Sophie Spitz (1910 – 1956) was an American pathologist.

  • Born 4 February 1910 in Nashville, Tennessee
  • 1929 – BA, Vanderbilt University
  • 1932 – MD, Vanderbilt University School of Medicine
  • 1942 – Married fellow pathologist Arthur Allen (1910-1994) with whom she authored several publications
  • 1942-1945 Joined the Army Institute of Pathology
  • Pathologist at Memorial Hospital for Cancer and Allied Diseases in New York City
  • Director of the pathology department, New York Infirmary
  • Died 11 August 1956 from colon cancer

Medical Eponyms
Spitz nevus (1948)

Rare benign melanocytic lesion, that shares significant clinical and histological features of melanoma. [aka *juvenile melanoma; spindle and epithelioid cell naevus; Spitz naevus; ]

In 1948, Spitz published Melanomas of childhood, in the American Journal of Pathology. The paper challenged prevailing concepts concerning the pathology of nevi and melanomas. Spitz’s study reviewed lesions that were histologically diagnosed as malignant melanoma in children which had morphologic features distinctive from those occurring in adults. Spitz described histologic characteristics of the lesions she termed juvenile melanomas including:

  1. Epidermal changes such as parakeratosis and acanthosis 
  2. Presence of large acidophilic pigmented cells containing vesicular nuclei or spindle cells in the spindle cell type 
  3. Presence of giant cells either multinuclear or mononuclear, with oval or round acidophilic cytoplasm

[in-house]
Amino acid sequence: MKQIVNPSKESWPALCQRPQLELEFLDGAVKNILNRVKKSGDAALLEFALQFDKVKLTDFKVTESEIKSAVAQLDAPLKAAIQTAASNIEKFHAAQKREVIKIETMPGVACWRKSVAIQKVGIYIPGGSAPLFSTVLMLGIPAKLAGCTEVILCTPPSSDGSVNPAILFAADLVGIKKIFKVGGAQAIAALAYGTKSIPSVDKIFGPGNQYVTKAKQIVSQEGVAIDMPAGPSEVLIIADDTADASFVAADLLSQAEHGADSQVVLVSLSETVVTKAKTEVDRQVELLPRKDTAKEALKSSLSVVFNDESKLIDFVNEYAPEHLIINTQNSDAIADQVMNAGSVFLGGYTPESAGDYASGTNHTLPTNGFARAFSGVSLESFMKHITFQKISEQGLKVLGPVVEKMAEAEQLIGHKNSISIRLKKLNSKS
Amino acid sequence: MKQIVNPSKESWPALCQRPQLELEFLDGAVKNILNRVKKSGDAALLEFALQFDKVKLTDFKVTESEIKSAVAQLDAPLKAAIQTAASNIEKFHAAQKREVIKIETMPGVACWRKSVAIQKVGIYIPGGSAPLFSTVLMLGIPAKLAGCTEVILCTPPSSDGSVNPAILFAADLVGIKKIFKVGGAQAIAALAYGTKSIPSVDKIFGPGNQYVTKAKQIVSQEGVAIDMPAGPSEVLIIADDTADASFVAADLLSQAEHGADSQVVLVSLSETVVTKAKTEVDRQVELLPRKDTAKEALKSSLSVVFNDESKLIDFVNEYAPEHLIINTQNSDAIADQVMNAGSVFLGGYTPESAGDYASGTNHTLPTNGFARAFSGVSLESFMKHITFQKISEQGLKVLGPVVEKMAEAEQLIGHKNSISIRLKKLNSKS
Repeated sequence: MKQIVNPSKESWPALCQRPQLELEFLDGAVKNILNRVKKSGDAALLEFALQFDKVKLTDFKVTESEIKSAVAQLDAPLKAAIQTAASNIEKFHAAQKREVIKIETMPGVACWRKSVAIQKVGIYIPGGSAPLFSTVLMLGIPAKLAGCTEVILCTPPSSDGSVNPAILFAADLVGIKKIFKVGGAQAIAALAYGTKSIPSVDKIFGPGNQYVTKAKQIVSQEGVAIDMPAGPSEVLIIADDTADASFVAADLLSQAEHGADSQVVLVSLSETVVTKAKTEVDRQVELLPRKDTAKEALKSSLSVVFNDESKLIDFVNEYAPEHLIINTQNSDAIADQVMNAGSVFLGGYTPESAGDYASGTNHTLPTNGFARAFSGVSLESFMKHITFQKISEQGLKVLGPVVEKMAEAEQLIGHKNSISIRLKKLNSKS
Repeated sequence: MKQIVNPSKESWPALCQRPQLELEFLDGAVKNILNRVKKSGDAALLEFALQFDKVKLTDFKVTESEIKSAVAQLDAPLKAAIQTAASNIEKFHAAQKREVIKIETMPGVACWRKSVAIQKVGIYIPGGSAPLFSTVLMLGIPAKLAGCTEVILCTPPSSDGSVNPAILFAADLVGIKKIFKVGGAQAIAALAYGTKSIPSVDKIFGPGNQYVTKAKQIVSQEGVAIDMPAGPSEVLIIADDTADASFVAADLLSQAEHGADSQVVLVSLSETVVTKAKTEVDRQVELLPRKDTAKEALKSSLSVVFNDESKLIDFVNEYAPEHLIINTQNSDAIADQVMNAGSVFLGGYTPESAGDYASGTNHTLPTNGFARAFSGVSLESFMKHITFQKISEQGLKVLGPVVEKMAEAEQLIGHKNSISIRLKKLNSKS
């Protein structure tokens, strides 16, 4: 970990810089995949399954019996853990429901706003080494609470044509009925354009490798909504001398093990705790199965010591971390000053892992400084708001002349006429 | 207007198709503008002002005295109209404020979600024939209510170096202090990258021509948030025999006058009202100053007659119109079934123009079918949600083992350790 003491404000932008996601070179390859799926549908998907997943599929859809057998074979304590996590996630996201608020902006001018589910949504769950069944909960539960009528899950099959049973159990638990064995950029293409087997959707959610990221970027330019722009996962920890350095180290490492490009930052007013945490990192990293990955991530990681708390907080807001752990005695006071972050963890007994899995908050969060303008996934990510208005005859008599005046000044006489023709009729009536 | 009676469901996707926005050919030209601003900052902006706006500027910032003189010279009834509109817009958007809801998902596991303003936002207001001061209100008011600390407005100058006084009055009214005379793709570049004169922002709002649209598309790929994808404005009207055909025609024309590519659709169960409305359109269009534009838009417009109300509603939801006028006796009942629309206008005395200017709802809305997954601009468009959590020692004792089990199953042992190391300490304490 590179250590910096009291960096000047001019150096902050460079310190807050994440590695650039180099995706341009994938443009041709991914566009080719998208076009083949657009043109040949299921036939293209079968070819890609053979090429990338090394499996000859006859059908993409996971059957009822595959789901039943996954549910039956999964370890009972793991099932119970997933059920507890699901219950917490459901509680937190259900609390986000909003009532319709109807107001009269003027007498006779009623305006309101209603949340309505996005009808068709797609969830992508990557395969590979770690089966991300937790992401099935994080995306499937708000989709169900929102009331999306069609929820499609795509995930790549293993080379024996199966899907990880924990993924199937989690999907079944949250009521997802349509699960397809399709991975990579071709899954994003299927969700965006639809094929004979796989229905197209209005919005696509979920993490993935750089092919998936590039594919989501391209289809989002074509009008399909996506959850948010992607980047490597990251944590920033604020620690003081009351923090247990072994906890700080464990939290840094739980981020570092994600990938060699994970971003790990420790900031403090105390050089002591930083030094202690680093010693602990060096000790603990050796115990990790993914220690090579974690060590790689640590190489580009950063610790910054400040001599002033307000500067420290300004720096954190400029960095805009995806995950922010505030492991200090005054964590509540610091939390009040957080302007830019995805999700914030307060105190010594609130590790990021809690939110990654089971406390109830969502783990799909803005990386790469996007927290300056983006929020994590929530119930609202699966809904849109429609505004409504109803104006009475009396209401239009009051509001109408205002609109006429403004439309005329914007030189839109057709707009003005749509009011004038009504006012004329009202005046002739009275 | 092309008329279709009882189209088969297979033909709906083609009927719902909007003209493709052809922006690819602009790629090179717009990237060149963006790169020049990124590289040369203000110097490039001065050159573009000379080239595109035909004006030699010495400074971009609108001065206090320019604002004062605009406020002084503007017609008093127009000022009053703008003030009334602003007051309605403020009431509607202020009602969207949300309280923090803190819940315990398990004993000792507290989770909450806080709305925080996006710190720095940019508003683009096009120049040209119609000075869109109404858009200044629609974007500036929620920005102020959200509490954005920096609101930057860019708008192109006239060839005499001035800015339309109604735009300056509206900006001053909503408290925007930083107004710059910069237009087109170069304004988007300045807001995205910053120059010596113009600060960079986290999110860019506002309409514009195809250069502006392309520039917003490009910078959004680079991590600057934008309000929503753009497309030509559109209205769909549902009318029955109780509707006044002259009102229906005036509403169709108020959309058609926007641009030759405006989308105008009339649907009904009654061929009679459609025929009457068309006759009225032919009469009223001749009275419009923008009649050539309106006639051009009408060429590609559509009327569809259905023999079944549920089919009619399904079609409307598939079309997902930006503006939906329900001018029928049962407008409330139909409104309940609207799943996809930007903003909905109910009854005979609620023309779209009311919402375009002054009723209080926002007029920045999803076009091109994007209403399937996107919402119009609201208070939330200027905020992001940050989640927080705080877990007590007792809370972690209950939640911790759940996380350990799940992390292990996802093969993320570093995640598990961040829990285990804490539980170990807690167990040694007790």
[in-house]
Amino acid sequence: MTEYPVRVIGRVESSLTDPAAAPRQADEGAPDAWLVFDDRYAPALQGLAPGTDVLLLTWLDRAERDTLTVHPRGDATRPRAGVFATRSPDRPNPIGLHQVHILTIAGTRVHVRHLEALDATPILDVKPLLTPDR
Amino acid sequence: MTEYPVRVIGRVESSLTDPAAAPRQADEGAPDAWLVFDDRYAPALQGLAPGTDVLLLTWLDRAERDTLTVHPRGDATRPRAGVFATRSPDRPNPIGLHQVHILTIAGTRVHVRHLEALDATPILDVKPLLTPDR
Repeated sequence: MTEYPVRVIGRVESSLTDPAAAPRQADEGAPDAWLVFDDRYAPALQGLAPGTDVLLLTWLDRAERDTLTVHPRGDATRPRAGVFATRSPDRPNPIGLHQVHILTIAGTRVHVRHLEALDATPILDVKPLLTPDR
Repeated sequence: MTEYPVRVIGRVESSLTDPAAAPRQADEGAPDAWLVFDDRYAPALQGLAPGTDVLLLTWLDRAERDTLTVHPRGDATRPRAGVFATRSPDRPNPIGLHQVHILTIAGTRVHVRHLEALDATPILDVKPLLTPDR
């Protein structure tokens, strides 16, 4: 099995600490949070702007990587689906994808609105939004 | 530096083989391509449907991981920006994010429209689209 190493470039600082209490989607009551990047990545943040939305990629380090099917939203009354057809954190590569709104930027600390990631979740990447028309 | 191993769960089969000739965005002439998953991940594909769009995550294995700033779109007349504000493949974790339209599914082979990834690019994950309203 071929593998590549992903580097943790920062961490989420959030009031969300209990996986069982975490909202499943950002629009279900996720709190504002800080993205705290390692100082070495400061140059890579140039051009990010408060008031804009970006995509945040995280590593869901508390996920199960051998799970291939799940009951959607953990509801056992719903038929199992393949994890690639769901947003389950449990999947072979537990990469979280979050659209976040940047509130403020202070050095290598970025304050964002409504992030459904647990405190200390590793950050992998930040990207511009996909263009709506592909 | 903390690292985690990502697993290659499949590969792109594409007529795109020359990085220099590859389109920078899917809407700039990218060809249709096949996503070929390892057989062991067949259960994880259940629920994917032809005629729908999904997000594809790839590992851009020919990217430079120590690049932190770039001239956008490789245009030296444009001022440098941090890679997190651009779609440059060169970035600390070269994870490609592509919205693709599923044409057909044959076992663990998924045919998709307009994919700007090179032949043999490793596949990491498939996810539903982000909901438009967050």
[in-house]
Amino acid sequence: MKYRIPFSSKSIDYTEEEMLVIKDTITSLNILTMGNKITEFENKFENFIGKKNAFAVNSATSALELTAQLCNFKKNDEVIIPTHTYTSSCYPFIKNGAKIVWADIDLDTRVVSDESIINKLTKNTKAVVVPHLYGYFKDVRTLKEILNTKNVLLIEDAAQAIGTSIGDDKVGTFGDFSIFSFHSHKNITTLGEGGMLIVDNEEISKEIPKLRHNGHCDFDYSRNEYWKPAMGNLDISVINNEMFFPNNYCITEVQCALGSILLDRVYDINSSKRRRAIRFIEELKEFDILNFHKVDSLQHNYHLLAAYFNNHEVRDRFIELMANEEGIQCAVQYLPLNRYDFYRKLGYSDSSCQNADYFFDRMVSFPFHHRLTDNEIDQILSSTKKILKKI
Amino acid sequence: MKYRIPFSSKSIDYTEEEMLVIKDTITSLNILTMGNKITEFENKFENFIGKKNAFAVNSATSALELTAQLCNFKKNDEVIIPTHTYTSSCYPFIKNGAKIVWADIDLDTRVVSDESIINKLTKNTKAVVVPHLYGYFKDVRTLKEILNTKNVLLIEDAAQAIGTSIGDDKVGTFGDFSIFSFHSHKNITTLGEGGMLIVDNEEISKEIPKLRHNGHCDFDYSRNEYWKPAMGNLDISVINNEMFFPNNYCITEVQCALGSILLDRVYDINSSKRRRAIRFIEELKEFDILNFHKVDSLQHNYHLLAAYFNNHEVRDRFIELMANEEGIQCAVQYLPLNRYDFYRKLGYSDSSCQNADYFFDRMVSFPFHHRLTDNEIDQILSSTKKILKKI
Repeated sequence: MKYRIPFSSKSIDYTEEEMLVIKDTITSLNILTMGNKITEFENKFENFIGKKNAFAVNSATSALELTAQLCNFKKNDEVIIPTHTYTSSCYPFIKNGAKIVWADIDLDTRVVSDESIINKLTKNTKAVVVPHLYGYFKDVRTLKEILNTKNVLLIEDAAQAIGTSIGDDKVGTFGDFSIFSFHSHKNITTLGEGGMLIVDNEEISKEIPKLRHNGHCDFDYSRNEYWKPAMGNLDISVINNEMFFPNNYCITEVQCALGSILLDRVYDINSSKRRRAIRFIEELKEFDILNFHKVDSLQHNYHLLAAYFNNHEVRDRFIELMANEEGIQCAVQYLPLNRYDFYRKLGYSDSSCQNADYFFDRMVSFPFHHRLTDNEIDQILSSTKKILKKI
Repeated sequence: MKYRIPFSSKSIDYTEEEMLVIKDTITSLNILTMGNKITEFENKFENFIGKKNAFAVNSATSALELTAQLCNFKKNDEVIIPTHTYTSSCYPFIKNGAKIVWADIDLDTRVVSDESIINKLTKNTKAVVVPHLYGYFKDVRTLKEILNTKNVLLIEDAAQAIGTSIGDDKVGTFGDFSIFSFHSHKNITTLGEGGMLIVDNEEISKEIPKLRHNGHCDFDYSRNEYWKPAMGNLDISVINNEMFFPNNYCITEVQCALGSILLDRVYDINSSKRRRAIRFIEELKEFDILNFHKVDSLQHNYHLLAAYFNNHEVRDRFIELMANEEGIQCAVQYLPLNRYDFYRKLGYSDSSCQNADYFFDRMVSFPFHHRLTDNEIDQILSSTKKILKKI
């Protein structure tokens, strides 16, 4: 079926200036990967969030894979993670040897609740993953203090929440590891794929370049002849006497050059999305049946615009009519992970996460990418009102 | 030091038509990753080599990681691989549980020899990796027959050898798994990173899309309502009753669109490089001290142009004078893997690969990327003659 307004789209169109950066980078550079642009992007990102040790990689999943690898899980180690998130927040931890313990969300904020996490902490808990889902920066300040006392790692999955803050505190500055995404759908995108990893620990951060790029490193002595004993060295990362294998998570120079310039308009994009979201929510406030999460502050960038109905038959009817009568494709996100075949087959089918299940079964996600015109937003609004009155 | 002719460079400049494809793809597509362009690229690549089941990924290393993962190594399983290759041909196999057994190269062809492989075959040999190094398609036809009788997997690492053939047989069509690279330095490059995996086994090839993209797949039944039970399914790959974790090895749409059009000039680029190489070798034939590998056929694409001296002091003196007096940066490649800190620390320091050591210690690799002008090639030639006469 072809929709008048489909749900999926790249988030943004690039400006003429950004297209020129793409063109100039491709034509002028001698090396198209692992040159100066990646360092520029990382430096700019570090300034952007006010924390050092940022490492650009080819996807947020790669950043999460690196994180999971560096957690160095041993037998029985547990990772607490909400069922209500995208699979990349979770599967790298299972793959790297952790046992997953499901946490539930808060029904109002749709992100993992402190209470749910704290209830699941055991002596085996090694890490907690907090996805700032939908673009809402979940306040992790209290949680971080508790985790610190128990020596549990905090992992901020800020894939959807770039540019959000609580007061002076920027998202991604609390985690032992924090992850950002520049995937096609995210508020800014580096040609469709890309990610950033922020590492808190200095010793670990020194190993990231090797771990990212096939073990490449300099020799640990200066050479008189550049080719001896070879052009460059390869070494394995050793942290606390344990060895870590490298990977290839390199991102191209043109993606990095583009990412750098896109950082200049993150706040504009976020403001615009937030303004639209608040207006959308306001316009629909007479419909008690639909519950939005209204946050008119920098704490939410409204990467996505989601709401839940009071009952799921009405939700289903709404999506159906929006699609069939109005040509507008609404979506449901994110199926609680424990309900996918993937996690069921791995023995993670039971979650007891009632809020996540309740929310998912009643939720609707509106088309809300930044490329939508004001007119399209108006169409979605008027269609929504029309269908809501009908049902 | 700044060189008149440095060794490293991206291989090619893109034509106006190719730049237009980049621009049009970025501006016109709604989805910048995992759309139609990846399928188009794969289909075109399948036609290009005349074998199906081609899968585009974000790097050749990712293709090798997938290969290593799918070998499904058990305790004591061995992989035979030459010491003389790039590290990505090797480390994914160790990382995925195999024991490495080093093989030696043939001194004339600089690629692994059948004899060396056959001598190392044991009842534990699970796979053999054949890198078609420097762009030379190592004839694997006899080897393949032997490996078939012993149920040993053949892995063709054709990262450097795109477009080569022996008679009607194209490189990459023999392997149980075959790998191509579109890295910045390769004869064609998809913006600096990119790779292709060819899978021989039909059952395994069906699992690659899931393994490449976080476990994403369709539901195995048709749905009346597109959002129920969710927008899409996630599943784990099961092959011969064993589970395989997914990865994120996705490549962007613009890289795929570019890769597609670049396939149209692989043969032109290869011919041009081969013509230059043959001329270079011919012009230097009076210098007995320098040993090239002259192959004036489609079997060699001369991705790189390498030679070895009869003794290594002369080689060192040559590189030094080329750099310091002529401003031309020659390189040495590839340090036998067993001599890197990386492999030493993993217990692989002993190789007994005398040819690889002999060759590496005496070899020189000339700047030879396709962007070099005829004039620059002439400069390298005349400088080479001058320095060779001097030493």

4. Occasional mitotic figures 
  5. Pigment mainly located in the superficial part of the lesion 
  6. Inflammatory changes 
  7. Edema 
  8. Vascular ectasia in the papillary dermis 

Spitz specifically highlighted that the presence of giant cells as the only feature that permitted a histologic distinction from adult melanoma:

The juvenile melanoma may be distinguished histologically from adult melanoma in about one-half the cases by the presence of giant cells in the former which seldom occur in the latter.

Spitz 1948

In 1967, the Pathology Committee of the Queensland Melanoma Project, chaired by Vincent J. McGovern, published a standardized nomenclature and classification for
moles and malignant melanomas in which it recommended the use of the name “Spitz naevus,” instead of juvenile melanoma.

Key Medical Contributions

Spitz was a strong proponent of the new cervical screening test devised by Dr. George Papanicolaou, at a time the medical community rejected his work. Dr. Spitz maintained a strong interest in the prevention of cervical cancer throughout her professional life. She wrote papers in Cancer on the carcinogenic action of benzidine and on the histopathologic effects of nitrogen mustards. The article on benzidine was the first to prove the carcinogenic potential of aromatic amines used in the dye industry, now a well-recognized cause of human bladder cancer.

Major Publications



Eponymous terms

Studied at University of Leeds-MBChB and Microbiology in Relation to Medicine BSc. British doctor currently working in Emergency Medicine in Perth, Australia.

BA MA (Oxon) MBChB (Edin) FACEM FFSEM. Emergency physician, Sir Charles Gairdner Hospital.  Passion for rugby; medical history; medical education; and asynchronous learning #FOAMed evangelist. Co-founder and CTO of Life in the Fast lane | Eponyms | Books | Twitter |

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